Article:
Humanitarian Cooperation Between Kurds in Iraq and Syria

Friday, April 17, 2020

By David L. Phillips

Columbia University has been facilitating a “humanitarian dialogue” between Kurds in Iraq and Syria. Bayan Abdul Rahman, representative of the Kurdistan Regional Government (KRG) in DC and Sinam Sherkany Mohammed, representative of the Syrian Democratic Council in DC, exchanged information on humanitarian conditions during a zoom call hosted by Columbia and Refugees International on April 8, 2020.

Kurdistan Region of Iraq (KRI)

The KRI has a population of just over 5 million people, with an additional 1.1 million displaced Syrians and Iraqis. In recent months, the KRG welcomed an additional 21,000 refugees from Syria.

The KRG went into lockdown very early, which impeded spread of the coronavirus. As a result, there are only 303 confirmed COVID-19 cases to date. This number may be low due to the absence of testing. The KRI shares a long border with Iran, which is besieged by the pandemic. Southern Iraq’s border with Iran is porous and there is concern that infected people have been crossing and potentially spreading the disease. The infection rate in Iraq as a whole is likely higher than reported.

Iraqi Kurdistan was starting to stabilize its economy when the coronavirus struck. With oil hovering between $20-30/barrel, revenues have dried up. USAID has pledged $15 million to combat coronavirus in Iraq, including the Kurdistan Region. The World Health Organization has provided a small number of testing kits.

Human security is further imperiled by the resurgence of ISIS, which threatens all residents in the KRI. Recently, two peshmerga soldiers were killed by ISIS in the Garmiyan area.

Autonomous Administration of North and East Syria (NES)

North and East Syria, which Kurds call “Rojava” is home to 4 million people, including Kurds, Arabs, Syriacs, Armenians, and Turkmen. It has been ravaged by 9 years of civil war and ISIS attacks. Violent conflict continues with Turkey and groups affiliated with Turkey on the offensive.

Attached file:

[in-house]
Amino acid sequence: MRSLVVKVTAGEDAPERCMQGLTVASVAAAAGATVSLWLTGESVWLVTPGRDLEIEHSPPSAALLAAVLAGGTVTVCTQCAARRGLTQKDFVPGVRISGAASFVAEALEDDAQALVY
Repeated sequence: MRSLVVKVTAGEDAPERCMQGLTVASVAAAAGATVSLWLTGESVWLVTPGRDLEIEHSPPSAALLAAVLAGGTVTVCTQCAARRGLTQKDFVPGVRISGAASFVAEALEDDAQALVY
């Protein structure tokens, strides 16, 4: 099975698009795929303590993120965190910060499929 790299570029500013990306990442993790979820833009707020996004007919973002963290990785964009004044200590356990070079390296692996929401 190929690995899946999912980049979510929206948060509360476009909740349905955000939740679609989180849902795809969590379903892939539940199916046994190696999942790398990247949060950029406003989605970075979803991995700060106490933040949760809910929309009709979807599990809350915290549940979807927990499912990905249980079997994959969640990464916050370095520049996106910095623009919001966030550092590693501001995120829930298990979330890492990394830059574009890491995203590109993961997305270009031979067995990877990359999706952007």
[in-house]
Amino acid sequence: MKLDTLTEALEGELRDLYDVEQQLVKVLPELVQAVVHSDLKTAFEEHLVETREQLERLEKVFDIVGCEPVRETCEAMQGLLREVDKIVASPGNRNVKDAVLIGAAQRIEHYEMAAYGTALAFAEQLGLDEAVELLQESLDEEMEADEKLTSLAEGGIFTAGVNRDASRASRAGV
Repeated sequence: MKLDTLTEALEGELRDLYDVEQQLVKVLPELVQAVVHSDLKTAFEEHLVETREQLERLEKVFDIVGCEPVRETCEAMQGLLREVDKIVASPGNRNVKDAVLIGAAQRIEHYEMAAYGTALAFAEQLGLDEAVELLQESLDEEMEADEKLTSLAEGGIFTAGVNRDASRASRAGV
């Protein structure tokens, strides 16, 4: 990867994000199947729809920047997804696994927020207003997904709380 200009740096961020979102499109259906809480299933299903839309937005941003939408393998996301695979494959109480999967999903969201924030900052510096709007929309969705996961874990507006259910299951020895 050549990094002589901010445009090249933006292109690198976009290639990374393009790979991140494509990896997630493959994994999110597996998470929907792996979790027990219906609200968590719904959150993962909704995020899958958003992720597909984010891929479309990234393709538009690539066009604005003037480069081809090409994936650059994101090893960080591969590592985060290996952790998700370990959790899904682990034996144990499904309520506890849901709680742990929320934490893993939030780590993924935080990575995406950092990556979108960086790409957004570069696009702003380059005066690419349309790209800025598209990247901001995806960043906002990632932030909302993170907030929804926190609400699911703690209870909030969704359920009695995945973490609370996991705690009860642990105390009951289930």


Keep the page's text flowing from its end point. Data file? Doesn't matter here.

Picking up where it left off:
Turkey attacked Afrin in January 2019, which resulted in the displacement of 280,000 people. In October 2019, another 300,000 were displaced when Turkey invaded the NES east of the Euphrates River. Many of the displaced are in camps such as Washu Kani, Tal Abyad, and Arisha. Camps are at capacity, low on supplies, and struggling to meet basic human needs.

About 1.65 million people need humanitarian assistance in the NES. In addition, 700,000 in the al-Hasakah region have no water or sanitation services. Out of 279 health care centers, only 26 are operational. Others have been destroyed by Turkey’s military action. Challenges were compounded by Russia’s recent veto of a UN Security Council resolution authorizing the delivery of humanitarian aid across the border with Iraq, insisting that aid come through Damascus.

The WHO gave test kits to the Syrian government, However, Sinam says: “We got nothing from them.” In the NES, there are only 40 ventilators or 1 for every 100,000 people. A total quarantine was established, but the spread of the coronavirus from other parts of northern Syria, including Idlib, is a major concern. Turkey’s embargo deprives cross-border channels for UN medical and other forms of humanitarian assistance.